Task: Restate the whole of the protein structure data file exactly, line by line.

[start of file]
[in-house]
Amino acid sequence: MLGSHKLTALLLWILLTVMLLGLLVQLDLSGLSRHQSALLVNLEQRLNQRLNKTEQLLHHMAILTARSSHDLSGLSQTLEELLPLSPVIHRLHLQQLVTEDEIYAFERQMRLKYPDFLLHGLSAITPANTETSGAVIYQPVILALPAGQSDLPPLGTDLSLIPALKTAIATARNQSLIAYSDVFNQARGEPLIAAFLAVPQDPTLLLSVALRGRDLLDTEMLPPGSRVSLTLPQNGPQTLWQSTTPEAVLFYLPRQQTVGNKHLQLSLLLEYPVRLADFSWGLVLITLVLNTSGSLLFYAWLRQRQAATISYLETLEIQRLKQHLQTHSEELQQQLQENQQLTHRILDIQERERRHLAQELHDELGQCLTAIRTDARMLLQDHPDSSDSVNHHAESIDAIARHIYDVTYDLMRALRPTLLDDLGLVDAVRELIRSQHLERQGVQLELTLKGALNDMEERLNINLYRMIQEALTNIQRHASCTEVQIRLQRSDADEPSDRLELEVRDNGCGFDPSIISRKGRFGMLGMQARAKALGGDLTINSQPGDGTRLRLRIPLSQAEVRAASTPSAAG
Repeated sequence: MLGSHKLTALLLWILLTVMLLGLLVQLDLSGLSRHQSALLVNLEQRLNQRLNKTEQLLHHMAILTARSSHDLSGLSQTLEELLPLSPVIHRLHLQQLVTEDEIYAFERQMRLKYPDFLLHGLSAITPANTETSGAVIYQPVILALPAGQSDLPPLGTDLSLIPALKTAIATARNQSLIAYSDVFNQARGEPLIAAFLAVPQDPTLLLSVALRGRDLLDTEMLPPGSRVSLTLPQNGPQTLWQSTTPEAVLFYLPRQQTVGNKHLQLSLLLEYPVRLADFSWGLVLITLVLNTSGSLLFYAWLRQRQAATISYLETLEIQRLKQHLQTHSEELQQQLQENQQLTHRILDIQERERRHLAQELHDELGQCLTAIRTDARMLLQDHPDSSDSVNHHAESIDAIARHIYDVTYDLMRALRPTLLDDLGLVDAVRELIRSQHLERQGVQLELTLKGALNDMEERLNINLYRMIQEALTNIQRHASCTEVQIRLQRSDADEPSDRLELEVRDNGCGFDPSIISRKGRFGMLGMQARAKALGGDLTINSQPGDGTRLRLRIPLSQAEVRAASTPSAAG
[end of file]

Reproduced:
[in-house]
Amino acid sequence: MLGSHKLTALLLWILLTVMLLGLLVQLDLSGLSRHQSALLVNLEQRLNQRLNKTEQLLHHMAILTARSSHDLSGLSQTLEELLPLSPVIHRLHLQQLVTEDEIYAFERQMRLKYPDFLLHGLSAITPANTETSGAVIYQPVILALPAGQSDLPPLGTDLSLIPALKTAIATARNQSLIAYSDVFNQARGEPLIAAFLAVPQDPTLLLSVALRGRDLLDTEMLPPGSRVSLTLPQNGPQTLWQSTTPEAVLFYLPRQQTVGNKHLQLSLLLEYPVRLADFSWGLVLITLVLNTSGSLLFYAWLRQRQAATISYLETLEIQRLKQHLQTHSEELQQQLQENQQLTHRILDIQERERRHLAQELHDELGQCLTAIRTDARMLLQDHPDSSDSVNHHAESIDAIARHIYDVTYDLMRALRPTLLDDLGLVDAVRELIRSQHLERQGVQLELTLKGALNDMEERLNINLYRMIQEALTNIQRHASCTEVQIRLQRSDADEPSDRLELEVRDNGCGFDPSIISRKGRFGMLGMQARAKALGGDLTINSQPGDGTRLRLRIPLSQAEVRAASTPSAAG
Repeated sequence: MLGSHKLTALLLWILLTVMLLGLLVQLDLSGLSRHQSALLVNLEQRLNQRLNKTEQLLHHMAILTARSSHDLSGLSQTLEELLPLSPVIHRLHLQQLVTEDEIYAFERQMRLKYPDFLLHGLSAITPANTETSGAVIYQPVILALPAGQSDLPPLGTDLSLIPALKTAIATARNQSLIAYSDVFNQARGEPLIAAFLAVPQDPTLLLSVALRGRDLLDTEMLPPGSRVSLTLPQNGPQTLWQSTTPEAVLFYLPRQQTVGNKHLQLSLLLEYPVRLADFSWGLVLITLVLNTSGSLLFYAWLRQRQAATISYLETLEIQRLKQHLQTHSEELQQQLQENQQLTHRILDIQERERRHLAQELHDELGQCLTAIRTDARMLLQDHPDSSDSVNHHAESIDAIARHIYDVTYDLMRALRPTLLDDLGLVDAVRELIRSQHLERQGVQLELTLKGALNDMEERLNINLYRMIQEALTNIQRHASCTEVQIRLQRSDADEPSDRLELEVRDNGCGFDPSIISRKGRFGMLGMQARAKALGGDLTINSQPGDGTRLRLRIPLSQAEVRAASTPSAAG